ARLINGTON — A lifelong Granite Falls resident who served as a U.S. Marine was shot to death Saturday while waiting for a dialysis appointment in north Snohomish County, according to his family.
The shooter was at large on Wednesday. Arlington detectives were searching for a dark 2013 or 2014 Range Rover Sport.
Ivan Maik, 78, stopped at a Marysville bank to withdraw cash from an ATM before dawn Saturday. Security cameras showed a Range Rover followed him north, until he parked near the front of the Puget Sound Kidney Centers in the 18800 block of Smokey Point Boulevard, according to Arlington police.
Maik was early for his appointment. It was still dark. Two employees walked out of the building around 5:35 a.m. They noticed someone crouched by a vehicle in the west end of the parking lot, according to police. Then the person opened the driver’s door and shot Maik in the head, police said.
The shooter opened fire on the two witnesses, police said.
They retreated to the building. Nobody else was hit. The attacker jumped into the Range Rover and sped south along Smokey Point Boulevard. The fleeing Range Rover was caught on a security camera. Police released images of it Wednesday.
The shooter was of unknown gender or race, slender, roughly 5-foot-7 to 5-foot-9, and wore a hooded jacket and all dark clothes, and possibly a dark mask.
The Snohomish County Medical Examiner’s Office released Maik’s identity. An autopsy confirmed the death was homicide.
The Marysville Police Department, the Snohomish County Sheriff’s Office and the Washington State Patrol are assisting in the investigation.
Maik’s family has been left with many questions.
“Why? How? What?” said his daughter, Lisa, who asked not to be identified by her full name. “Who’s even up at 5:45 on a Saturday morning, let alone to shoot an old man?”
Maik was born Aug. 11, 1942, in Arlington, before the city had much of a hospital. He led a very simple and humble life, his daughter said.
“He didn’t need anything,” she said. “He didn’t want anything.”
Yearbook photos show Maik played running back for the Granite Falls High School football team in the late 1950s. He enlisted in the Marines in February 1964 and served as a combat engineer in the Vietnam War. He trained at Marine Corps Base Lejeune in North Carolina, where contaminated water has been linked to cancers and renal problems for many veterans, according to the U.S. Department of Veterans Affairs. His daughter said Veterans Affairs has acknowledged it was “highly likely” Maik’s time there caused kidney issues that plagued him for the rest of his life. His dialysis treatments for Stage 5 kidney disease began about two years ago.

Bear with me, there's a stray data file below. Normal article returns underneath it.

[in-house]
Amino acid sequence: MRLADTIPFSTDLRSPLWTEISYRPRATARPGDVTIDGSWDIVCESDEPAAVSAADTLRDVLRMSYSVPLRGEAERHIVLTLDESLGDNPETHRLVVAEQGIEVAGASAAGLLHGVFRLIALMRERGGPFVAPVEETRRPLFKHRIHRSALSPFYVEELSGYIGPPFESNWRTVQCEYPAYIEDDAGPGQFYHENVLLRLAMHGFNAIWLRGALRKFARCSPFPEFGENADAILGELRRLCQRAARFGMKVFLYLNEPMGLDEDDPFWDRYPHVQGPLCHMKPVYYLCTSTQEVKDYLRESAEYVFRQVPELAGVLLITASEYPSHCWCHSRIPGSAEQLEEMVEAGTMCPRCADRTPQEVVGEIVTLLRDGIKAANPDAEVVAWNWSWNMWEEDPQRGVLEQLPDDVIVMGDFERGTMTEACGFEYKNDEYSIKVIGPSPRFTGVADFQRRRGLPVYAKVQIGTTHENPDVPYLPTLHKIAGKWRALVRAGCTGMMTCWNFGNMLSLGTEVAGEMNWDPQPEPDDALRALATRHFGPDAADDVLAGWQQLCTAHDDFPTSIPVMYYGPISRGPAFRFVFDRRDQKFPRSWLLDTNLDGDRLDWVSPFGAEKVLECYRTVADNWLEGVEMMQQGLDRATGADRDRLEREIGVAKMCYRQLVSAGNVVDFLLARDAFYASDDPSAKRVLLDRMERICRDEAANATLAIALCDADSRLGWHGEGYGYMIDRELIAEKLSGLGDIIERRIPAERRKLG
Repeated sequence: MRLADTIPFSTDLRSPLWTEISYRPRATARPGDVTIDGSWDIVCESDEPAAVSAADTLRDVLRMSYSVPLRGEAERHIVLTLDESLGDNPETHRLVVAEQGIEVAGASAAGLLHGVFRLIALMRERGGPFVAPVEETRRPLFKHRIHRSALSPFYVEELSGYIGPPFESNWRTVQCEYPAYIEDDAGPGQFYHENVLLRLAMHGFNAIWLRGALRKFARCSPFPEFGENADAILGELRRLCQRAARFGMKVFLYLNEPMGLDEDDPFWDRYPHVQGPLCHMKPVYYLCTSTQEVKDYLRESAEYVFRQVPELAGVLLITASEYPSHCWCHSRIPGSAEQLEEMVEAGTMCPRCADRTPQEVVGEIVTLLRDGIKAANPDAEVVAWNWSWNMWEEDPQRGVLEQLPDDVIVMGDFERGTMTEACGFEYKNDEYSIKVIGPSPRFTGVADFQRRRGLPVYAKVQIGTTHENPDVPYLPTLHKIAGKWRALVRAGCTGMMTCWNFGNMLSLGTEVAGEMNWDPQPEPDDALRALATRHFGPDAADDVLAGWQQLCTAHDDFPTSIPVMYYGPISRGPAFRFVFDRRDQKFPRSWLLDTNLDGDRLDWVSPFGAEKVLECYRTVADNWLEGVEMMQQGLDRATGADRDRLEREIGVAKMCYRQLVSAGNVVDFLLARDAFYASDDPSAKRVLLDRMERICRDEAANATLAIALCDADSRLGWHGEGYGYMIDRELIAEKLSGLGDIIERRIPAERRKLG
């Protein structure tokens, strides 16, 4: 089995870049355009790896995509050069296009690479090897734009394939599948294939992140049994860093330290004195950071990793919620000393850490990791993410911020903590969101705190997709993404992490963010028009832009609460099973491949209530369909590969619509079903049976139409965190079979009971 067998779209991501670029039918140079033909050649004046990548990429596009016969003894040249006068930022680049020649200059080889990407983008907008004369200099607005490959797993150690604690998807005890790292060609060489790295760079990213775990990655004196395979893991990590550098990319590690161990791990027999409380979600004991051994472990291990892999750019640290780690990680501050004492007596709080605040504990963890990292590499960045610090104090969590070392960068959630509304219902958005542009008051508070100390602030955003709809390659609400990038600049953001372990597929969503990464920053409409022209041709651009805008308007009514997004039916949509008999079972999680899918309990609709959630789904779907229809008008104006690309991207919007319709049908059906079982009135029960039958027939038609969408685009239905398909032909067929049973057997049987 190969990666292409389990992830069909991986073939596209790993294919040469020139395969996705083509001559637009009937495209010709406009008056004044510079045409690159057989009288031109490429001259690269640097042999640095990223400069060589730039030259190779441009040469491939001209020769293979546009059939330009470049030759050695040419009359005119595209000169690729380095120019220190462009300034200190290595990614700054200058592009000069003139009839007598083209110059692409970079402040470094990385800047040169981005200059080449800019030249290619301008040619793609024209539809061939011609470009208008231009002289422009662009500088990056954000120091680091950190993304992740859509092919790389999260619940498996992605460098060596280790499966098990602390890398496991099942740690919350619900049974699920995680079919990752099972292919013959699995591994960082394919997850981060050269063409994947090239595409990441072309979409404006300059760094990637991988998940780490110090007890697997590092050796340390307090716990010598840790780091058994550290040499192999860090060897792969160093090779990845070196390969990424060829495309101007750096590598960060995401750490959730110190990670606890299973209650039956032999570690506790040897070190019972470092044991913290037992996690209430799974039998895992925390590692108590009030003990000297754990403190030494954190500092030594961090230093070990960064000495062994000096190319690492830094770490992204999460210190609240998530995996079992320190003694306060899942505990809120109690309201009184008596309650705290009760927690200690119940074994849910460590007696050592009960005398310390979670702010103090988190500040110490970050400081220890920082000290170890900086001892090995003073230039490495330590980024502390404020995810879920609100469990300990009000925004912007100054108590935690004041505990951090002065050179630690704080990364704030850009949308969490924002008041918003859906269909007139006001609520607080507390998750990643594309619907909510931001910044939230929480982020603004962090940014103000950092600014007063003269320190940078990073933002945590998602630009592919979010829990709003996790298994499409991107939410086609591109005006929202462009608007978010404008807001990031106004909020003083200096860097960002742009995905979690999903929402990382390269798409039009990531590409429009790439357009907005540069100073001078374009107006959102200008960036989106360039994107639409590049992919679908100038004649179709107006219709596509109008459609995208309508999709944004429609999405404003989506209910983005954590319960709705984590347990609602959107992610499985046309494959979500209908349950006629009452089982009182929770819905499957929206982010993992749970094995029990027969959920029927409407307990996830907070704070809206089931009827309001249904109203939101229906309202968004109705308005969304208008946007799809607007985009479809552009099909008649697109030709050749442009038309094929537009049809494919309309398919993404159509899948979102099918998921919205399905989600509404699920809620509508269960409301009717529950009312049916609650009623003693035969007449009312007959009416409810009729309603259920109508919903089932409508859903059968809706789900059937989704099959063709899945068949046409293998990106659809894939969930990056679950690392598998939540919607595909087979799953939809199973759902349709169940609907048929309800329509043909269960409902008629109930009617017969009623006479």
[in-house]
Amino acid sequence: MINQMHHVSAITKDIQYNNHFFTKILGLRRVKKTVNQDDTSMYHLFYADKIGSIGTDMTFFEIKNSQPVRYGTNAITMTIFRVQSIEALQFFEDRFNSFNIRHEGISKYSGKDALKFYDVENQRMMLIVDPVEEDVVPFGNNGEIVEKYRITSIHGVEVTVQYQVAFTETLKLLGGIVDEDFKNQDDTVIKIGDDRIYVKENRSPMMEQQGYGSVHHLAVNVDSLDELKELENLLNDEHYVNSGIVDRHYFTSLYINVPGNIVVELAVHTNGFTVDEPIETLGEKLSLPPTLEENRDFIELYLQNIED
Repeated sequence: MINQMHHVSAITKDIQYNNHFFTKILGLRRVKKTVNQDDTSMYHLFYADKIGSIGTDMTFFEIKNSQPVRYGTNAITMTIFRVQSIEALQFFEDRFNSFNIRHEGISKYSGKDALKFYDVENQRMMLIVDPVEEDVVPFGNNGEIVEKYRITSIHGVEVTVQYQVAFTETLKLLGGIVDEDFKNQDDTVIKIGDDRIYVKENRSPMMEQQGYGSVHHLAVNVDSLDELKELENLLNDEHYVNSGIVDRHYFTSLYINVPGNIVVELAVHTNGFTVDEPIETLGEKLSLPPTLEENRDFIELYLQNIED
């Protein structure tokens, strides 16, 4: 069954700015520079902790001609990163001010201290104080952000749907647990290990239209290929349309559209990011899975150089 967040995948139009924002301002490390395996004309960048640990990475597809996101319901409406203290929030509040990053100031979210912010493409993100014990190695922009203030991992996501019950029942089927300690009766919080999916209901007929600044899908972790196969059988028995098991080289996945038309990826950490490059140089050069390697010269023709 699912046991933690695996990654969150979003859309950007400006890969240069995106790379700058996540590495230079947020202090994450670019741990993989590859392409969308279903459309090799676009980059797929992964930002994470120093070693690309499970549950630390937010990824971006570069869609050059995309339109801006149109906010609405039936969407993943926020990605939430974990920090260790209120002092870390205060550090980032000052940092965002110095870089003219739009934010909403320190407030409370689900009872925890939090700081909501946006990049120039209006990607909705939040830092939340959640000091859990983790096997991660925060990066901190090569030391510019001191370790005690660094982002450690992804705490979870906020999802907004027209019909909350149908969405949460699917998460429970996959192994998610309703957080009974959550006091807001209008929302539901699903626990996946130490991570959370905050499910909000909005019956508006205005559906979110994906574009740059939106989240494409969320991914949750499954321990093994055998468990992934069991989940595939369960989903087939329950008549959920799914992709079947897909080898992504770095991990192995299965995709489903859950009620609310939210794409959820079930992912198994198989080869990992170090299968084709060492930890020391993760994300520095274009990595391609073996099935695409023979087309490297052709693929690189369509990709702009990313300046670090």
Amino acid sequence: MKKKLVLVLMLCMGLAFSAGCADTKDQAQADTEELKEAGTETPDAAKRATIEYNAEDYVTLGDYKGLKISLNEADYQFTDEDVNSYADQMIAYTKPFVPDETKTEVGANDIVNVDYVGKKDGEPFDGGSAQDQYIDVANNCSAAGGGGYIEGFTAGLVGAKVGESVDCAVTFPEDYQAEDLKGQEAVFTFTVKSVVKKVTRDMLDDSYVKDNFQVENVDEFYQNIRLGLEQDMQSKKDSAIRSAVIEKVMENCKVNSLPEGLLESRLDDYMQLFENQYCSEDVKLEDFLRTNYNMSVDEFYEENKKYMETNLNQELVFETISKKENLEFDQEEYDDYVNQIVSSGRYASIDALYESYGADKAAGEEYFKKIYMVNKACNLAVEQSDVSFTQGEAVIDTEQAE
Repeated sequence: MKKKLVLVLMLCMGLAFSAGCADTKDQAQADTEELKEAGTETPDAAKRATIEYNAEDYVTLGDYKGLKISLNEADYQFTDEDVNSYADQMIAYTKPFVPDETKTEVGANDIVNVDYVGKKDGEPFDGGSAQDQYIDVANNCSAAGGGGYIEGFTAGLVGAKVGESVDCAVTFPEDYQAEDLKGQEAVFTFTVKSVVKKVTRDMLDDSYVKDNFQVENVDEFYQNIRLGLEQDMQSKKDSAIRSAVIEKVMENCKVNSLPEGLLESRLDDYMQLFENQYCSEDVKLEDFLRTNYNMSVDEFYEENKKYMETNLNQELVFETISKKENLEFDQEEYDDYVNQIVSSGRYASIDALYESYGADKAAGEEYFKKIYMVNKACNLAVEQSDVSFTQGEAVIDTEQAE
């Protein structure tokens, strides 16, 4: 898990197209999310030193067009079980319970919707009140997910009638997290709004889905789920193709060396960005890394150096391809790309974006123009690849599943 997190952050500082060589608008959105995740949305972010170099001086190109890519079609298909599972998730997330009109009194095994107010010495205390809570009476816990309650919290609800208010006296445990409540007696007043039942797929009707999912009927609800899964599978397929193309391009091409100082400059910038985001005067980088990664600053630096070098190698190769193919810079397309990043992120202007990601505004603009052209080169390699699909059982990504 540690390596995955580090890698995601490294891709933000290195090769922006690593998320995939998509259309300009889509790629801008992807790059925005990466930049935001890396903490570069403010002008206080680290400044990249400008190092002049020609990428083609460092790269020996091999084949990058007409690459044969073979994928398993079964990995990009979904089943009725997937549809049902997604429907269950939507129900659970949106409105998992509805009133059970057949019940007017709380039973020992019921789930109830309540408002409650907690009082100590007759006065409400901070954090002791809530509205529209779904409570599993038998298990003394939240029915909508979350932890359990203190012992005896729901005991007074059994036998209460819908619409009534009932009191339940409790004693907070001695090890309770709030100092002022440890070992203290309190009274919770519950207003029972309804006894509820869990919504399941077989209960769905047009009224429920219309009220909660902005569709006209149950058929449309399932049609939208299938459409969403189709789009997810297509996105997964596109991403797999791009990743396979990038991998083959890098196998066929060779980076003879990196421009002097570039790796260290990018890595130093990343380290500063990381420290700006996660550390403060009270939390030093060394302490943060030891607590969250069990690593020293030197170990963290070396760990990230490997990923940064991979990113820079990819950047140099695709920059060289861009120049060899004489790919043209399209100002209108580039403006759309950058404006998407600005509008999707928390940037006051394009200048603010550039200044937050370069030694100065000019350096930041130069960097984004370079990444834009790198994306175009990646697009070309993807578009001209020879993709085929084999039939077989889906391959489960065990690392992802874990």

As a civilian, Maik worked as a logger, a seasonal worker for the U.S. Forest Service and a contractor for the U.S. Postal Service. The Forest Service deployed him to operate a forklift in the aftermath of Hurricane Katrina, his daughter said.
He hunted, fished and often explored the woods.
“I have a picture of him when he was 10 years old in his overalls,” his daughter said, “and I have a picture of him when he was 78 years old in his overalls.”
Maik spent summers with family at a riverside cabin off the Mountain Loop Highway.
“He loved nature, the animals, the hummingbirds,” his daughter said. “He loved Washington state. He knew every back road and every logging road.”
Maik also loved to take road trips and vacation with family in the Southwest, where they attended NASCAR races, visited Lake Havasu and Lake Tahoe, and watched the Seattle Mariners in spring training. He was slowing down but still sharp mentally.
Maik’s partner of five decades, Robin Desrosier, 75, died about six months ago. Last year a trip to the emergency room revealed a spot on her lung. Many elective scans and scopes were paused due to the pandemic, however, so by the time her lungs got a closer examination, she had a growth about the size of an orange, their daughter said. At the hospital, Maik could only speak with his partner over the phone. They talked a couple of times every day. She died about three weeks later, on Oct. 6.
Maik had plans for the future. His family just bought him a car, a 2021 Toyota RAV4, with a U.S. Marine license plate frame. He hoped to visit friends this week east of the Cascade Range.
“I just sit here and cry and make phone calls and cancel his doctor appointments,” his daughter Lisa said. “Knowing somebody shortened his life is just unbelievable.”
Tips can be directed to Arlington police. The lead detective on the case is Mike Phillips. Call 425-407-3999, or dial 911.
Caleb Hutton: 425-339-3454; firstname.lastname@example.org. Twitter: @snocaleb.